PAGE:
No insurance company can long afford to provide low-income health insurance at a discount, unless the federal government pays the difference between what the insurance truly costs and the limited amount low-income purchasers can pay.
The problem is that Congress refused to pass an appropriation to fund Section 1402, leaving the Obama administration scrambling to find funds somewhere else in the federal budget that could be diverted to pay the low-income insurance subsidies.
Infowars.com has proved through an analysis of the Treasury Department balance sheets that the Obama administration found a solution in August 2012, when the Treasury Department decided that earnings confiscated from the Government-Sponsored Entities (GSEs) Fannie Mae and Freddie Mac in the “Net Worth Sweep” (NWS), could be diverted to pay the ACA low-income insurance subsidies.
The record contained in the Treasury Department balance sheets shows through 2013 a direct diversion of the NWS into line items used to fund Obamacare.
After 2013, the Obama administration continued the NWS (ultimately confiscating some $260 billion from Fannie and Freddie), but the one-for-one diversion of the Fannie and Freddie funds going into line items used to fund Obamacare is less clear, suggesting Treasury grew more clever after 2013 in hiding the diversion within the Treasury general account used as a slush fund.
The House of Representatives filed a federal district court case against then Health and Human Services Secretary Sylvia Matthews Burwell to stop the Obamacare from diverting federal funds to pay the ACA low-income subsidies.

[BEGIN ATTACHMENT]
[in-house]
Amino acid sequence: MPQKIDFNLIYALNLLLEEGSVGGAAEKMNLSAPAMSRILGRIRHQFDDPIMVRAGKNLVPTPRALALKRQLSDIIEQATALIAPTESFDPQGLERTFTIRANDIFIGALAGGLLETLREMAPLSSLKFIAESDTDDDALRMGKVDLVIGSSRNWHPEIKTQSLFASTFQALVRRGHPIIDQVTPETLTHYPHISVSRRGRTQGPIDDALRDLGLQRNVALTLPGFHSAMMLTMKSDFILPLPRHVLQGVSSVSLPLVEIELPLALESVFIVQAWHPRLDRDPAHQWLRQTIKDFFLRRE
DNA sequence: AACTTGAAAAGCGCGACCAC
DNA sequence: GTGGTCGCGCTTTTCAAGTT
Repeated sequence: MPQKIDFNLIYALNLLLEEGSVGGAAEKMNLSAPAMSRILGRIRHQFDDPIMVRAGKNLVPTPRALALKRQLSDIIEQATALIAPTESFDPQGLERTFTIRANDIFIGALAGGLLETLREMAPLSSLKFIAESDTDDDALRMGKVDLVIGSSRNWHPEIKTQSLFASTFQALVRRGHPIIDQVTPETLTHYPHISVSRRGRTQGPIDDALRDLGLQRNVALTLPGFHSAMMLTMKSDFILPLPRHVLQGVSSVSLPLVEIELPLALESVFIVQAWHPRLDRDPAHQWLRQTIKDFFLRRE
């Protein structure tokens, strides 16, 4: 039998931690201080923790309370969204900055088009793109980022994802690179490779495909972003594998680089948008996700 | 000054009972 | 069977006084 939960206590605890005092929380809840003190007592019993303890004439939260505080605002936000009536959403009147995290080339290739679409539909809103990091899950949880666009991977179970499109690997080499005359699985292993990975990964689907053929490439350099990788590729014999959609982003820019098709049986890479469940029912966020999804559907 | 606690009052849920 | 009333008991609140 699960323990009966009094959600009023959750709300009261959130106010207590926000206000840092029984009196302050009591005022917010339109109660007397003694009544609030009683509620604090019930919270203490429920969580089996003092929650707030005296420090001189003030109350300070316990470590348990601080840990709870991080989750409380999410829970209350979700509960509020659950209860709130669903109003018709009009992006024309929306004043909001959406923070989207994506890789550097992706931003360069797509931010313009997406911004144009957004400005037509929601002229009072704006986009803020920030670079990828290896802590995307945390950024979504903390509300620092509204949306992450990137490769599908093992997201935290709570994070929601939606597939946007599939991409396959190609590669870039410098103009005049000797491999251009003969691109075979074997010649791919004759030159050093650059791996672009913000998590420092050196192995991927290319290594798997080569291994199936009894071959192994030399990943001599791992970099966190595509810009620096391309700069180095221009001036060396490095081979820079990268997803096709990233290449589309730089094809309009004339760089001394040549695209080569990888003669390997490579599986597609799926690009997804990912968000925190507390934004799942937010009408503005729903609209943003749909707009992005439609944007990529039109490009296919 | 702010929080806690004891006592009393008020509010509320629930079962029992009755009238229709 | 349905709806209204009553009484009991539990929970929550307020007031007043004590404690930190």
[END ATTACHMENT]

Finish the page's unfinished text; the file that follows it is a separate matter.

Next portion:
On May 12, 2016, U.S. District Judge Rosemary Collyer, in the case U.S. House of Representatives v. Burwell, ruled against Health and Human Services Secretary Sylvia Matthews Burwell.
Judge Collyer decided HHS Secretary Burwell had no constitutional authority to divert funds Congress appropriated to one section of the ACA to fund Obamacare subsidy payments to insurers under another section of the ACA, Section 1402 – the clause defining the insurer subsidies – when Congress specifically declined to appropriate any funds to Section 1402 for paying the insurance subsidy.
“Paying out Section 1402 reimbursements without an appropriation thus violates the Constitution,” Judge Collyer concluded.
“Congress authorized reduced cost sharing but did not appropriate monies for it, in the Fiscal Year 2014 budget or since,” she stressed.
The Obama administration appealed the District Court decision in U.S. House of Representatives v. Burwell to the U.S. Circuit Court of Appeals, deciding on its own authority that federal funds could continue to be diverted from other budgetary purposes to continue paying the insurance subsidies as long as the case was under appeal.
The point is that if the Trump administration simply decided to drop the Circuit Court appeal in Burwell, the District Court decision would become established law.
The result would be the Trump administration would be forbidden from diverting federal funds to pay the ACA insurance subsidies, with the result Obama care would implode.
“The Obama administration appealed the decision, but if the Trump administration were to drop that appeal, the subsidies would disappear,” commented Julie Rovner, Kaiser Health News, in an article published on April 9, 2017.
If insurance companies were forced to take a loss by absorbing the cost above what low-income insured could afford to pay for the insurance coverage required under Obamacare, no insurance company could afford to provide health insurance to low-income insureds under the ACA.
Once President Trump withdraws the Obama administration appeal in U.S. House of Representatives v. Burwell, Obamacare becomes history.
To revive Obamacare, Congress would have to pass a resolution funding ACA Section 1402, something even RINOs like Paul Ryan and Mitch McConnell might find politically suicidal to do.